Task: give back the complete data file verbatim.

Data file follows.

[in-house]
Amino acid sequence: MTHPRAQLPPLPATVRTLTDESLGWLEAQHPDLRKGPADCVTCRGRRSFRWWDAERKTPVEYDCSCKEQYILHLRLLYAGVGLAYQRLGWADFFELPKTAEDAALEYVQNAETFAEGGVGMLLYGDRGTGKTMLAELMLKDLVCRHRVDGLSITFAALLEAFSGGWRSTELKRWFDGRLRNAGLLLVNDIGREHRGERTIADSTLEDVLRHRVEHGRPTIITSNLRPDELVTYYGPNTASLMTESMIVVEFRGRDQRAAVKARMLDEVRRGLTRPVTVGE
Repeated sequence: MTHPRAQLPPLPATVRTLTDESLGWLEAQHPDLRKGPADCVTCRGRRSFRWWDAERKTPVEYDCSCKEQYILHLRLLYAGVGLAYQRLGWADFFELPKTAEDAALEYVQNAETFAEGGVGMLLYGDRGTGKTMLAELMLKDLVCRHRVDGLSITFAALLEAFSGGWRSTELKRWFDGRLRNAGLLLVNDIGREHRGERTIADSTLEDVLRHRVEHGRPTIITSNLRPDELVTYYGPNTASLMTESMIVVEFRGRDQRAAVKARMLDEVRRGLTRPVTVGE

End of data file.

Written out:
[in-house]
Amino acid sequence: MTHPRAQLPPLPATVRTLTDESLGWLEAQHPDLRKGPADCVTCRGRRSFRWWDAERKTPVEYDCSCKEQYILHLRLLYAGVGLAYQRLGWADFFELPKTAEDAALEYVQNAETFAEGGVGMLLYGDRGTGKTMLAELMLKDLVCRHRVDGLSITFAALLEAFSGGWRSTELKRWFDGRLRNAGLLLVNDIGREHRGERTIADSTLEDVLRHRVEHGRPTIITSNLRPDELVTYYGPNTASLMTESMIVVEFRGRDQRAAVKARMLDEVRRGLTRPVTVGE
Repeated sequence: MTHPRAQLPPLPATVRTLTDESLGWLEAQHPDLRKGPADCVTCRGRRSFRWWDAERKTPVEYDCSCKEQYILHLRLLYAGVGLAYQRLGWADFFELPKTAEDAALEYVQNAETFAEGGVGMLLYGDRGTGKTMLAELMLKDLVCRHRVDGLSITFAALLEAFSGGWRSTELKRWFDGRLRNAGLLLVNDIGREHRGERTIADSTLEDVLRHRVEHGRPTIITSNLRPDELVTYYGPNTASLMTESMIVVEFRGRDQRAAVKARMLDEVRRGLTRPVTVGE